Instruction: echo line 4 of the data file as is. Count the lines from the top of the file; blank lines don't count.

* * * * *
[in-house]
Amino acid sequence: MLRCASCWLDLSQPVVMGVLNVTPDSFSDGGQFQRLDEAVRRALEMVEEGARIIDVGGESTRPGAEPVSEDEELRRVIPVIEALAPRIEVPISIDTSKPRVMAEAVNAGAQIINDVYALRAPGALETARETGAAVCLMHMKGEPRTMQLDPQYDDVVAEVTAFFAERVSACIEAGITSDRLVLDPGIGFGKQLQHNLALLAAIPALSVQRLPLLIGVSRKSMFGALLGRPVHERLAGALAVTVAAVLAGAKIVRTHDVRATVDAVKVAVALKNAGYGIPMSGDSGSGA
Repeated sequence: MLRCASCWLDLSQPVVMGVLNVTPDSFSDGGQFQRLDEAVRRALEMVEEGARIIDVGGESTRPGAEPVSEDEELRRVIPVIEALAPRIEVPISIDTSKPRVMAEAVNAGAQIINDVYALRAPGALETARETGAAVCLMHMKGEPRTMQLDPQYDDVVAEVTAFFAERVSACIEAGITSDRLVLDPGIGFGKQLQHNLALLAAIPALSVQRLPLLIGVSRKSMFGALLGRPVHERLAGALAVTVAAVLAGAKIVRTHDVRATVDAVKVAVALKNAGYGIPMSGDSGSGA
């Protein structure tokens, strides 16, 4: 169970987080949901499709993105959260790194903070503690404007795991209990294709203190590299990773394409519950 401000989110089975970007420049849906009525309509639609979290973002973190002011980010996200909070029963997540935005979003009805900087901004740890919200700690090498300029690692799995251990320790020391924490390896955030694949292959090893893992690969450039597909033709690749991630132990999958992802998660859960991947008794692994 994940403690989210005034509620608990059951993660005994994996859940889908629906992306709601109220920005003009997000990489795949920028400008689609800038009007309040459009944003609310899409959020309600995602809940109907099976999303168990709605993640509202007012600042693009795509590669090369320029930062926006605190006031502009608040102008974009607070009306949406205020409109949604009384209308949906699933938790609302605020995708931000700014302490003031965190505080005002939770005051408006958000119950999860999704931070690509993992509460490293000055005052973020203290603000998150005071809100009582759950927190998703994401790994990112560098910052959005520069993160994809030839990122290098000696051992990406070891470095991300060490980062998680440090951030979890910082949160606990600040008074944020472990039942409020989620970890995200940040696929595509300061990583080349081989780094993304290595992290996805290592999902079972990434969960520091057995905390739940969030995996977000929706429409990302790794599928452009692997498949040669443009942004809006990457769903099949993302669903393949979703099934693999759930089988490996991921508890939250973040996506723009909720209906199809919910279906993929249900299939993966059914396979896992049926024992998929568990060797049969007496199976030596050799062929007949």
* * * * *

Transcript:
């Protein structure tokens, strides 16, 4: 169970987080949901499709993105959260790194903070503690404007795991209990294709203190590299990773394409519950 401000989110089975970007420049849906009525309509639609979290973002973190002011980010996200909070029963997540935005979003009805900087901004740890919200700690090498300029690692799995251990320790020391924490390896955030694949292959090893893992690969450039597909033709690749991630132990999958992802998660859960991947008794692994 994940403690989210005034509620608990059951993660005994994996859940889908629906992306709601109220920005003009997000990489795949920028400008689609800038009007309040459009944003609310899409959020309600995602809940109907099976999303168990709605993640509202007012600042693009795509590669090369320029930062926006605190006031502009608040102008974009607070009306949406205020409109949604009384209308949906699933938790609302605020995708931000700014302490003031965190505080005002939770005051408006958000119950999860999704931070690509993992509460490293000055005052973020203290603000998150005071809100009582759950927190998703994401790994990112560098910052959005520069993160994809030839990122290098000696051992990406070891470095991300060490980062998680440090951030979890910082949160606990600040008074944020472990039942409020989620970890995200940040696929595509300061990583080349081989780094993304290595992290996805290592999902079972990434969960520091057995905390739940969030995996977000929706429409990302790794599928452009692997498949040669443009942004809006990457769903099949993302669903393949979703099934693999759930089988490996991921508890939250973040996506723009909720209906199809919910279906993929249900299939993966059914396979896992049926024992998929568990060797049969007496199976030596050799062929007949």